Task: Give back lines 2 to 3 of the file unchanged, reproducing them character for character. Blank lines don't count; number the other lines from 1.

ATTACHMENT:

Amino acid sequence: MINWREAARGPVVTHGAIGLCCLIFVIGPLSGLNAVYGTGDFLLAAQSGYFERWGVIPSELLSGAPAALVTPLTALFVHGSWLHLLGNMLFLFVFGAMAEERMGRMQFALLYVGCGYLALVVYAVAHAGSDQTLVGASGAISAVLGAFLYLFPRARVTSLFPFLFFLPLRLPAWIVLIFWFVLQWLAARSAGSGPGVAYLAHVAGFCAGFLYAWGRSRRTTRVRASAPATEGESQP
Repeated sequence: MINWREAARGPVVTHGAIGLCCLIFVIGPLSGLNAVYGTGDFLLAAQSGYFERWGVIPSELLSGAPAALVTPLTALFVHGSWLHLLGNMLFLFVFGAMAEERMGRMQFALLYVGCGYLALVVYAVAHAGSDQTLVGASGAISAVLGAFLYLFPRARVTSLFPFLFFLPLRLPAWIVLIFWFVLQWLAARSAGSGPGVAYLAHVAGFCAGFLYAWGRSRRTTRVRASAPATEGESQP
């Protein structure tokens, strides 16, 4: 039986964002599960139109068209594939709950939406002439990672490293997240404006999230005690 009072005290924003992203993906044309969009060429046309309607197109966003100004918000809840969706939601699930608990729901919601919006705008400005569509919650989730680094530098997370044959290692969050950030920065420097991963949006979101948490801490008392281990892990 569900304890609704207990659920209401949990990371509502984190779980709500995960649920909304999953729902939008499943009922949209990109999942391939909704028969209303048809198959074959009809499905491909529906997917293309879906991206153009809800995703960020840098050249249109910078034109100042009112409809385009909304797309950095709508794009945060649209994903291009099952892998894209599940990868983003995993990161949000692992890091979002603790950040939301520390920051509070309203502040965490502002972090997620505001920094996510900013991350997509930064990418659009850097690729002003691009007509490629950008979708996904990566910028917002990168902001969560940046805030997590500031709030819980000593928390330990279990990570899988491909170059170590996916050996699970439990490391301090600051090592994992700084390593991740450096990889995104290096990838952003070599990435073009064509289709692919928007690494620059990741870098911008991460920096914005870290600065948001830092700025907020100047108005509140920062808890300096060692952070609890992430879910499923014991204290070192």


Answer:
Repeated sequence: MINWREAARGPVVTHGAIGLCCLIFVIGPLSGLNAVYGTGDFLLAAQSGYFERWGVIPSELLSGAPAALVTPLTALFVHGSWLHLLGNMLFLFVFGAMAEERMGRMQFALLYVGCGYLALVVYAVAHAGSDQTLVGASGAISAVLGAFLYLFPRARVTSLFPFLFFLPLRLPAWIVLIFWFVLQWLAARSAGSGPGVAYLAHVAGFCAGFLYAWGRSRRTTRVRASAPATEGESQP
């Protein structure tokens, strides 16, 4: 039986964002599960139109068209594939709950939406002439990672490293997240404006999230005690 009072005290924003992203993906044309969009060429046309309607197109966003100004918000809840969706939601699930608990729901919601919006705008400005569509919650989730680094530098997370044959290692969050950030920065420097991963949006979101948490801490008392281990892990 569900304890609704207990659920209401949990990371509502984190779980709500995960649920909304999953729902939008499943009922949209990109999942391939909704028969209303048809198959074959009809499905491909529906997917293309879906991206153009809800995703960020840098050249249109910078034109100042009112409809385009909304797309950095709508794009945060649209994903291009099952892998894209599940990868983003995993990161949000692992890091979002603790950040939301520390920051509070309203502040965490502002972090997620505001920094996510900013991350997509930064990418659009850097690729002003691009007509490629950008979708996904990566910028917002990168902001969560940046805030997590500031709030819980000593928390330990279990990570899988491909170059170590996916050996699970439990490391301090600051090592994992700084390593991740450096990889995104290096990838952003070599990435073009064509289709692919928007690494620059990741870098911008991460920096914005870290600065948001830092700025907020100047108005509140920062808890300096060692952070609890992430879910499923014991204290070192």